In November 1782 the Preliminary Articles of Peace between Britain and the United States were signed. They specified where the boundaries of the United States were. I have two questions:
(1) Did anybody ever attempt to define the boundaries of the United States before that?
(2) Vermont was included within the boundaries. Some things about this are crystal-clear:
- Vermont was then under a government that denied that Vermont was a part of the United States, after Vermont's petitions to be admitted as the 14th state had been repeatedly denied due to vehement objections from New York.
- New York's government adamantly insisted Vermont was a part of New York (as King George III ruled it was, in an order-in-council on July 20, 1764).
- When Vermont became the 14th state in 1791, its constitution of 1786 continued in effect and the governor and all other officers of the state of Vermont simply continued their terms of office that were already underway. This makes it appear that some at least tacit retroactive recognition to official acts of the state of Vermont before its admission to the Union was at work. Indeed, the act of Congress admitting Vermont to the Union called the already existing entity that had applied for admission "the State of Vermont".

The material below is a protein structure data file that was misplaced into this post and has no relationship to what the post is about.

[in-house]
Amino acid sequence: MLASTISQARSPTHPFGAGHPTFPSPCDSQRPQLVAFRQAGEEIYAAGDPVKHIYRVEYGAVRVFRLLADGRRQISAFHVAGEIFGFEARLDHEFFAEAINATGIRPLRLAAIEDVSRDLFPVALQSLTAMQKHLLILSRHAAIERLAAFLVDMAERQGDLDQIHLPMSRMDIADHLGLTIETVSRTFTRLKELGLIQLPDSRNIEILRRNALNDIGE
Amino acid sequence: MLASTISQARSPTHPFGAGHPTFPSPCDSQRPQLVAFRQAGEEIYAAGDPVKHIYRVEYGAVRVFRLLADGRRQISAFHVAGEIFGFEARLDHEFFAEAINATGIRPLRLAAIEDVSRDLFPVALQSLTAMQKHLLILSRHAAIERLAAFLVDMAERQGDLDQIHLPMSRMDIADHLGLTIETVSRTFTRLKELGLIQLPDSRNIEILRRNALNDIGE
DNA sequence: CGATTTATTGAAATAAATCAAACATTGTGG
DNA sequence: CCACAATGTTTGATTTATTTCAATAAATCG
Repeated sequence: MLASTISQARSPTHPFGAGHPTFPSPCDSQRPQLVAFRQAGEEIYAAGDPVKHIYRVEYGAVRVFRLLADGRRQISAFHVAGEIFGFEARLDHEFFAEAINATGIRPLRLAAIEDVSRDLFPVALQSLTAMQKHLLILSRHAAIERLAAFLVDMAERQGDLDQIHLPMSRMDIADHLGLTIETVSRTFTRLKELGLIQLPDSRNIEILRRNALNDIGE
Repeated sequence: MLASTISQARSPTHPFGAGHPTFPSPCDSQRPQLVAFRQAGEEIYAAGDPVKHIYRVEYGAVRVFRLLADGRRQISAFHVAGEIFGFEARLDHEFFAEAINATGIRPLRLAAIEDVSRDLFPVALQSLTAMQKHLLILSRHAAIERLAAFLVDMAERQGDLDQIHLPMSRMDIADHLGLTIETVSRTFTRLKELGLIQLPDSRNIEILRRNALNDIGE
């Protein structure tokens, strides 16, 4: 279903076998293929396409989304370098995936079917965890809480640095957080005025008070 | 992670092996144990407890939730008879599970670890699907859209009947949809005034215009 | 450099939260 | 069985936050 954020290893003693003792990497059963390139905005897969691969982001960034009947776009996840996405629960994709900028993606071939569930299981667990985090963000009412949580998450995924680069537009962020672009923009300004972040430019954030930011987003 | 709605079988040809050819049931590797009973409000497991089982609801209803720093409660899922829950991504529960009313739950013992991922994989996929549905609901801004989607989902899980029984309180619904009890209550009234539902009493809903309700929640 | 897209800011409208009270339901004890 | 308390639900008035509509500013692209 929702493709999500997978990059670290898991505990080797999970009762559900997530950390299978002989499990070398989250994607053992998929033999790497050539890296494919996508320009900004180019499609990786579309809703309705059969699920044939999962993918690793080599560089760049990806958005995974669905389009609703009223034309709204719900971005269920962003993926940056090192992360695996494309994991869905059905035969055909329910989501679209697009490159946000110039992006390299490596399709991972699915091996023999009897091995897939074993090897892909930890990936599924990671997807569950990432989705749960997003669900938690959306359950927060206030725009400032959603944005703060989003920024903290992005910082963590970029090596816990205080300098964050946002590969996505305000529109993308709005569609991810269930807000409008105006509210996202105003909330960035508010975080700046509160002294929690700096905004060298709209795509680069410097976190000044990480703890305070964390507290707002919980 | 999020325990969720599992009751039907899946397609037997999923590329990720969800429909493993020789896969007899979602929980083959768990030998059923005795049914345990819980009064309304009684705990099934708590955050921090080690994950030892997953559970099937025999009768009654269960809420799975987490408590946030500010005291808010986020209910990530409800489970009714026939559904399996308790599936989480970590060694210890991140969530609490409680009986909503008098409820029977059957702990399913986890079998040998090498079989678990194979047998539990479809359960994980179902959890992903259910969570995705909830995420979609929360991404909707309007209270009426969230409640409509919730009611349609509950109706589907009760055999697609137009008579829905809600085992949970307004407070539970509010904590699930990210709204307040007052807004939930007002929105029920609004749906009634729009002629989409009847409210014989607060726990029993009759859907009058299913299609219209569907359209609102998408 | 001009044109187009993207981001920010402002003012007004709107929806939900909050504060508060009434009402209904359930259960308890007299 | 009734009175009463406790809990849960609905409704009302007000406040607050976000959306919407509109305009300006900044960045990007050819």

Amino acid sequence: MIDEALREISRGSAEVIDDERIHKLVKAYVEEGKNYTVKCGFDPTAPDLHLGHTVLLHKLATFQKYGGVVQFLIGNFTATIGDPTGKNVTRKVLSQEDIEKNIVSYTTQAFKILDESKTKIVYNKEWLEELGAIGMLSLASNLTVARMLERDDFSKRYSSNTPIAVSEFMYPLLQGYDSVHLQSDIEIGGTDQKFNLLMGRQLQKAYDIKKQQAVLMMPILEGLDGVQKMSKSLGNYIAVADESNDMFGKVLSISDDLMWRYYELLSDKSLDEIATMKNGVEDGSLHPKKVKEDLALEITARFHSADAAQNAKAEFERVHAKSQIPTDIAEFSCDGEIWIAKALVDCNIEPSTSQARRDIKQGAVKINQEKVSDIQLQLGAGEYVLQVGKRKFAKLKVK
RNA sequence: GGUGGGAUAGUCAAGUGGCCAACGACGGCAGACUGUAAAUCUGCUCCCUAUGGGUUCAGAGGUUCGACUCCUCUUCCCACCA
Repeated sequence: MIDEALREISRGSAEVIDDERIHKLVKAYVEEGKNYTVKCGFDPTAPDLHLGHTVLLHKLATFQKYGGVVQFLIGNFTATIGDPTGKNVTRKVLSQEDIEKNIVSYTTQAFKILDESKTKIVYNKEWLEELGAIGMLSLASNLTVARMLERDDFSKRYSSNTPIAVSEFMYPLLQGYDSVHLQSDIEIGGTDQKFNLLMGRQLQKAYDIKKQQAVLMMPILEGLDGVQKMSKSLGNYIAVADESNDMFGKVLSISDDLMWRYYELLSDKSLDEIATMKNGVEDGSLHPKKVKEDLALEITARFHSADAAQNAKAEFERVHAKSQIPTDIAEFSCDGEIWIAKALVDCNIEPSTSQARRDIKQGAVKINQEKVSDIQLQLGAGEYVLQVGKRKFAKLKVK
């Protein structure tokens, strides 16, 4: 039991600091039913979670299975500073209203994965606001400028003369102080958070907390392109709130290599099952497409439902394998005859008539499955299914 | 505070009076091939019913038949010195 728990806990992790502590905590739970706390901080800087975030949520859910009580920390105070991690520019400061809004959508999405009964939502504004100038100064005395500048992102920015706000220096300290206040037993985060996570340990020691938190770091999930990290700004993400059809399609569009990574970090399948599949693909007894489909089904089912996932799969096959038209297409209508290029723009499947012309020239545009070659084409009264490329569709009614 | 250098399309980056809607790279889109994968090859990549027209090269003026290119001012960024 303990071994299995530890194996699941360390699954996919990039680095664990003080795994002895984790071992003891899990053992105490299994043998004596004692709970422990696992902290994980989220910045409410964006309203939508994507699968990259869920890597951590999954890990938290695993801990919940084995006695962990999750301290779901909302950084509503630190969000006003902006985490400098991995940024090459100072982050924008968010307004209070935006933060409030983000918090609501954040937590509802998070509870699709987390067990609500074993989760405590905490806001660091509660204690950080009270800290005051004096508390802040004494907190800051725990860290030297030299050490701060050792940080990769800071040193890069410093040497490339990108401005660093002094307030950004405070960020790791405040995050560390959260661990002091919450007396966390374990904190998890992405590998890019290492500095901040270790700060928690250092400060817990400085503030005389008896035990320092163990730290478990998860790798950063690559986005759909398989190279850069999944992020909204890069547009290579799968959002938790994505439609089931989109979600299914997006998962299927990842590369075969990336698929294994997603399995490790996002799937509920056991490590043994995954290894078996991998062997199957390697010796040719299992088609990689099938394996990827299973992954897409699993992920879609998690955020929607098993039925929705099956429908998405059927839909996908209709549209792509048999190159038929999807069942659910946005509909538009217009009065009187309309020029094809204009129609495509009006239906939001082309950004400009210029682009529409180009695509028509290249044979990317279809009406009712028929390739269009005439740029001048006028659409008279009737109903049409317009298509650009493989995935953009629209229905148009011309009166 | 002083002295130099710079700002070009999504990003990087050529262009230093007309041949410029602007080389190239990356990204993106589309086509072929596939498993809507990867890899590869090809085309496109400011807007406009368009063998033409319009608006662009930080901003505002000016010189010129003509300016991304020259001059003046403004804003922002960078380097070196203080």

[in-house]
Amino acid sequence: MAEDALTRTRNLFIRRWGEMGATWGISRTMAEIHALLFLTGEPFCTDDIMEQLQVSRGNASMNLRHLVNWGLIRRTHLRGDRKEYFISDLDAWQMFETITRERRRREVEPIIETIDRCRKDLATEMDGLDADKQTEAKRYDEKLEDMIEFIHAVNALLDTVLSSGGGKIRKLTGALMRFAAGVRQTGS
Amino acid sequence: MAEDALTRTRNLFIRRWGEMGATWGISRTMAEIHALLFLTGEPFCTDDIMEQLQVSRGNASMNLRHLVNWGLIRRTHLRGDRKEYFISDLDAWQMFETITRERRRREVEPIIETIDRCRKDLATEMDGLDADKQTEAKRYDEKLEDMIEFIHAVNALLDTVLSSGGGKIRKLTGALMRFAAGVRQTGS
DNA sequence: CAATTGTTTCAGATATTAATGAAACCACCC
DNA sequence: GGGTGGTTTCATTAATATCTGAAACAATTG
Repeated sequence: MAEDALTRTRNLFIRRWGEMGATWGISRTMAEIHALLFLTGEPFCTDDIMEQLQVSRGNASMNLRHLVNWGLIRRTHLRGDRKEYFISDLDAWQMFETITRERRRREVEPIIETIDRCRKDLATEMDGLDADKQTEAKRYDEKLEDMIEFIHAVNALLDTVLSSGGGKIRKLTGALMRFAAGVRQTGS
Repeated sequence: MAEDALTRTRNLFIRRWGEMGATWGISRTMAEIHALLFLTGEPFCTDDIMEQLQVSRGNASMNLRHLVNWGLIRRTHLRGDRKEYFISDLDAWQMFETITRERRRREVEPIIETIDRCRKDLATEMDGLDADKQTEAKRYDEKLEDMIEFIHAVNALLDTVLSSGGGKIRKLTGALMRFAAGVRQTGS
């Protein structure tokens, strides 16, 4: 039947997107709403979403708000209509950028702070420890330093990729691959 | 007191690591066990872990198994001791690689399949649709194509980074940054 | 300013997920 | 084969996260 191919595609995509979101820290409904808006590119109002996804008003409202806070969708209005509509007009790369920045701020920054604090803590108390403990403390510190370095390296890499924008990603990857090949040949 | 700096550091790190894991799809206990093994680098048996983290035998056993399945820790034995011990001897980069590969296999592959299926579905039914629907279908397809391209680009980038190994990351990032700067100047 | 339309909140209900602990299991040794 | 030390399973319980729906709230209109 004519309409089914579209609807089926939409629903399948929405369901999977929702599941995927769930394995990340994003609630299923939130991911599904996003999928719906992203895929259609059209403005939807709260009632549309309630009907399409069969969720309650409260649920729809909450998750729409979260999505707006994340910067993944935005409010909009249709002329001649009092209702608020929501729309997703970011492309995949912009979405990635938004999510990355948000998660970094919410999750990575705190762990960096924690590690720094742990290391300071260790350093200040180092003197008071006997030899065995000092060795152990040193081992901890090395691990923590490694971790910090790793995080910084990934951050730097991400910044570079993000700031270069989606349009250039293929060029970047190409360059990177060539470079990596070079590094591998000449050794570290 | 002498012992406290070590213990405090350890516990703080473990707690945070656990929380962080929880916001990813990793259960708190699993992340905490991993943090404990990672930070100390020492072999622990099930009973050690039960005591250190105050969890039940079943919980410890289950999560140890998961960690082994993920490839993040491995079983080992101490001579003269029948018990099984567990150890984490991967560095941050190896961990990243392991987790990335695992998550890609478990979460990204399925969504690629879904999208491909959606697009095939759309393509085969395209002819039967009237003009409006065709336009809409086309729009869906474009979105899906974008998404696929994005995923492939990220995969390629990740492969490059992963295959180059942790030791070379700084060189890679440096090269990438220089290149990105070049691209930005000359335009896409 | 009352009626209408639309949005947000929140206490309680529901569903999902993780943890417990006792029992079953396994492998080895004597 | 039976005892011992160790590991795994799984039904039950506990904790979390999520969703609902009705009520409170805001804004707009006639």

- The New York legislature's act of March 6, 1790, consenting to Vermont's admission, said they were consenting to a new state being formed within the existing boundaries of New York, and that their claim to Vermont would not be renounced unless Congress decided to admit Vermont to the Union. Thus New York was carefully avoiding any retroactive recognition. (However, the following October, when the negotiations on the boundary were concluded (on which New York's consent was contingent) the commissioners of New York proclaiming the successful conclusion of the negotiations referred to "the community actually exercising independent jurisdiction as 'the State of Vermont' ". Thus the commissioners acknowledged that the de-facto situation existed.)
One must surmise that one reason why the American diplomats in Paris felt they had to insist on the inclusion of Vermont within the boundaries of the U.S.A. was that one of the thirteen states claimed Vermont, and the peace negotiations in Paris were no occasion to make decisions about that particular dispute, nor about the boundaries of Vermont. So my question is: What, if anything, was actually said about Vermont during the deliberations and negotiations in Paris?